WASHINGTON, D.C. -- Now this is progress for you and all brought to a grateful nation by the political party that considers progress its specialty. If the pollsters are to be believed, the public-spirited citizenry of Iowa and New Hampshire are about to give the Democratic Party its presidential candidate for 2004. At least that handful of Democrats in Iowa and New Hampshire willing to trudge to their caucuses or voting booths is going to decide the nominee.
I have no doubt that these worthy citizens have a deep knowledge of the art and science of politics. Yet as mistrustful as the Democratic spellbinders heading the party have been lo these many years of "special interests" and other "elites," it is somewhat surprising that they now acquiesce so meekly in handing their party's nominating process over to a small group of party stalwarts in the Hawkeye and Granite states.
Where are the blacks? Where are the Latinos? What about the gays? These are the suffering situations for whom the Democratic Party has such famous solicitude. All are shockingly underrepresented in the aforementioned Democratic precincts.
After two generations of haranguing the "smoke filled room," the "party bosses," the "state organization" and almost anyone with any brains about political organization, the Democrats have so reformed their nominating process that, to coin a phrase, "As Iowa and New Hampshire Go, So Goes the Democratic Party." I suggest the Democratic National Committee move its headquarters this year from Washington to Des Moines, next year to Manchester, and then back to Des Moines or perhaps to Cedar Rapids.
And behold the field now competing in those idyllic purlieus. The apparent frontrunners are Dr. Howard Dean; Gen. Wesley Clark (the party's Wendell Willkie), Sen. John Pierre Kerry (who, lest you forget, served in Vietnam), Sen. John Edwards (who, lest you forget, wore rags until becoming a multimillionaire by lawyering misery) and Gephardt and Lieberman -- the only two candidates who remotely approximate those previous Democratic presidential candidates who actually went on to lead the nation with a semblance of success or dignity.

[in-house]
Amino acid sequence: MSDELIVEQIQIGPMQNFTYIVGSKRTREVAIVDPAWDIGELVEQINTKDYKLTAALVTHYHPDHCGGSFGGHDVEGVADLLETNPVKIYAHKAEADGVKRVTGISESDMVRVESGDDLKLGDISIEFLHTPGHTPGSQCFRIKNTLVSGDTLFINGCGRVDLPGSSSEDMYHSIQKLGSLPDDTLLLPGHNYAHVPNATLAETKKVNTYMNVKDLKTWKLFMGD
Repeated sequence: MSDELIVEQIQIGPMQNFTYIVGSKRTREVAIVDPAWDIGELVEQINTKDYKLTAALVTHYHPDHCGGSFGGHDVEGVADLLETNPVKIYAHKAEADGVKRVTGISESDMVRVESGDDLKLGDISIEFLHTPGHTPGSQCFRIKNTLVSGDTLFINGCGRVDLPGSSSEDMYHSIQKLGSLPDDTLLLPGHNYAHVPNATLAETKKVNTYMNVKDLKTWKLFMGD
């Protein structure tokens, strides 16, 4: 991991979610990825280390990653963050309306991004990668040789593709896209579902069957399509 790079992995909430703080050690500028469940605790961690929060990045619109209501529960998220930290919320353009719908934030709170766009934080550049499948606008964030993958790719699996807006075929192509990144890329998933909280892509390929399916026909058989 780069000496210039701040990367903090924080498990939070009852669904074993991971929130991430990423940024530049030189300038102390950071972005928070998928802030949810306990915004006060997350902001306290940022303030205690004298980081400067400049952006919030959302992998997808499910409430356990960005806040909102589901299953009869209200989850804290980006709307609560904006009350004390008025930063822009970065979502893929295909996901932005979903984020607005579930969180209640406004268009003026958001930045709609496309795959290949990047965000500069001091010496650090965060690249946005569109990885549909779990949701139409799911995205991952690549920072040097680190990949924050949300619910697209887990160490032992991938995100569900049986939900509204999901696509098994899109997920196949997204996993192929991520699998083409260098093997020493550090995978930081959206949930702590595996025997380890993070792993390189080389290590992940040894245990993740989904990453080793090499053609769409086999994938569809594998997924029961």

Democratic politics has become the only socially accepted avenue for public displays of personal wrath. All the leading Democratic candidates are really angry, and they are appealing for the vote of those who are really angry. They have their disagreements, but all agree that urgent measures must be taken to alleviate the dreadful mess George Bush has made of the country. After their united and quite stirring public displays of anger, the Democratic contenders collapse into buffoonery.
I cannot recall a field of candidates caught so often in contradiction. Clark, the Democrat, denounces President Bush and denies any connection between Iraq and Al Qaeda. Then it is discovered that he voted for Republican presidents, praised the president fulsomely for his leadership and in public in October of 2002 said, "Certainly there's a connection between Iraq and Al Qaeda."
Dean denounces the administration's "unilateralism." Now, USA Today has produced a missive from the country doc urging "unilateralism" on President Bill Clinton. Was John Pierre Kerry accurate when he told feminists that his first vote in the Senate was pro-abortion? Non pas, Monsieur, your first vote opposed a Reagan administration military initiative.
After noting the contradictions, we might note the lies. Just for starters there is Doctor Howard Dean claiming his brother served in the military. There is Gen. Clark claiming he opposed the Iraq war. There is Kerry ... well, it was something about his Irishness or lack of Irishness or an Irish coffee he had in Vietnam -- the double-talk of these magnificoes gets confusing.
How are we to explain the clownishness of this field of political worthies? My answer is that they are political careerists, not politicians motivated by convictions. They have during their political lives -- Clark's admittedly being a short one -- said whatever was expedient at the time.
When antiwar candidates Eugene McCarthy and George McGovern campaigned in New Hampshire against war, no pro-war statements from them could be unearthed. But now even the hottest aspirant to the antiwar title has been exposed as an advocate of "unilateralism." It is time for Iowa and New Hampshire to speak and quiet these oafs for a few months.